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The massive growth of play-to-earn gaming will adjust the economy: panel

What will happen when a bear market hits blockchain gaming, a sector that has never really seen a downturn?

The most obvious game to watch is market leader Axie Infinity, the game of teams of cute playable characters competing against each other much like Pokemon.

“Right now I can see that the Axie family is extremely strong. It’s not going to go away, ”said Ben Heidorn of Blockade Games, the company behind the NFT-based Neon District game, on Thursday at NFT.nyc, the digital collectibles conference held November 2-4 in New York.

Bear market

If there were to be a bear market in crypto anytime soon, as many are expecting, Heidorn knows that no one really knows how this will affect blockchain games that have made so great strides in recent years. He predicted that the most popular blockchain game to date would survive successfully.

This reflected the overall optimistic mood of the Play-to-Earn panel on the last day of the conference. As digital items increase in value in games, panellists predicted that games will adapt the world economy to them, from enhancing the global notion of a minimum wage to boosting economies in developing countries.

Heidorn shared the stage with Jason Chapman from Konvoy Ventures and David Zastrow from Axie Infinity on stage at the Palladium Theater, one of the multiple venues where NFT.nyc was held.

Game monetization

Play-to-earn is a new way to monetize video games made possible by cryptocurrency and blockchain technology. In its purest form, developers can publish a game that includes in-game items and currency that players earn, which can be exchanged for either other items or cryptocurrency outside of the game.

When a game is good enough it adds value to those digital assets, which causes the developers’ own treasure troves to increase in value so that the game is worth making in the first place.

In all of these games, “the end goal is the same, to give people the opportunity to change their own lives,” said Heidorn.

The story goes on

100x

Panellists agree that these economies will evolve quickly. “Play-to-earn in Axie or Neon District is an experiment,” says Heidorn. We won’t be able to predict how the economics of games like these will change over time as this sector grows in popularity.

Zastrow estimated that the current size of the decentralized gaming space is 2.5 million players and predicted that people in countries like South America and Africa would soon discover blockchain games, expand the player base and quickly become industry leaders. Chapman estimated that 100 million players would appear in the next few years.

“In the next few years it will be 100 times what it is today,” said Heidorn.

Great studios

The question is, what kind of games will these players be drawn to? Nobody expects it to be an Axie Infinity world forever. The ongoing discussion in Web3 gaming is when blockchain games will reach mainstream video game quality, known as triple-A games.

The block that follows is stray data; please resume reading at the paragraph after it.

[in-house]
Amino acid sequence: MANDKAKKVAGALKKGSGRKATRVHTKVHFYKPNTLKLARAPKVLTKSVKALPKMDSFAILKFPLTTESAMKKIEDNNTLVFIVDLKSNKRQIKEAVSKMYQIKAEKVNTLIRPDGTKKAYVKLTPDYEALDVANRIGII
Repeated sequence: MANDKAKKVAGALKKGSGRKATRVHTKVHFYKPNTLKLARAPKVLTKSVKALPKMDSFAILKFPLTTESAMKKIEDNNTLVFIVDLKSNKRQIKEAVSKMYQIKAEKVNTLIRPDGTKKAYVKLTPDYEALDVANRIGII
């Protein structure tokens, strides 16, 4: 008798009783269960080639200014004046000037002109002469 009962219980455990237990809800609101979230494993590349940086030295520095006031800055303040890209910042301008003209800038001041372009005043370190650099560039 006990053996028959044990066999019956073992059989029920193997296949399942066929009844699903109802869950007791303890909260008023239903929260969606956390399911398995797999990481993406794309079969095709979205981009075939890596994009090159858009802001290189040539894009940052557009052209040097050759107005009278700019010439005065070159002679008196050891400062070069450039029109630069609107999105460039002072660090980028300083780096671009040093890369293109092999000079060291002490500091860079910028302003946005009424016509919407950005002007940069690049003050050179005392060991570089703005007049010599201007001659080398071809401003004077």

Heidedorn pointed out that, for example, Ubisoft (a big studio) has been in the room for years, but it’s complicated.

“The TripleA model is – you can’t just attach a blockchain to it,” said Heidorn. “If the assets in the game are of any use, you will have to completely reorganize your economy.”

Therefore, he expects triple-A quality to come more from the existing companies as more and more funds flow into blockchain games and studios are built more thoroughly.

“I know that there are teams that have massive triple-A talent right now,” said Heidedorn.

Not welcome

Meanwhile, Steam, the main platform for game distribution in traditional games, has stated that NFTs and blockchain games are not welcome.

“I was angry. I love valve. I respect Steam and everything they did for the community, but they missed the boat, ”Chapman said.

However, Heidedorn predicted that it will only be temporary. “At some point they will give in and the blockchain will return to the platform,” he said.

One model that is heavily used in mobile gaming is known as free-to-play. These games are open to anyone to try, but to be successful, players usually have to purchase in-game items. Heidedorn pointed out that around 2% of gamers buy a lot of items and end up subsidizing the games for everyone else.

However, if these items become something people can speculate about, he predicted that the proportion of players purchasing items will massively increase. This is one of the ways blockchain is making game development a lot more doable.

Chapman said that this increased power for players is one of the things he likes so much about this industry. The players can share in the advantages of successful games. People have more opportunities to find their way around the world.

The blockchain gaming industry “trains gamers on what to expect from their games,” Chapman said.

Read the original post on The Defiant.

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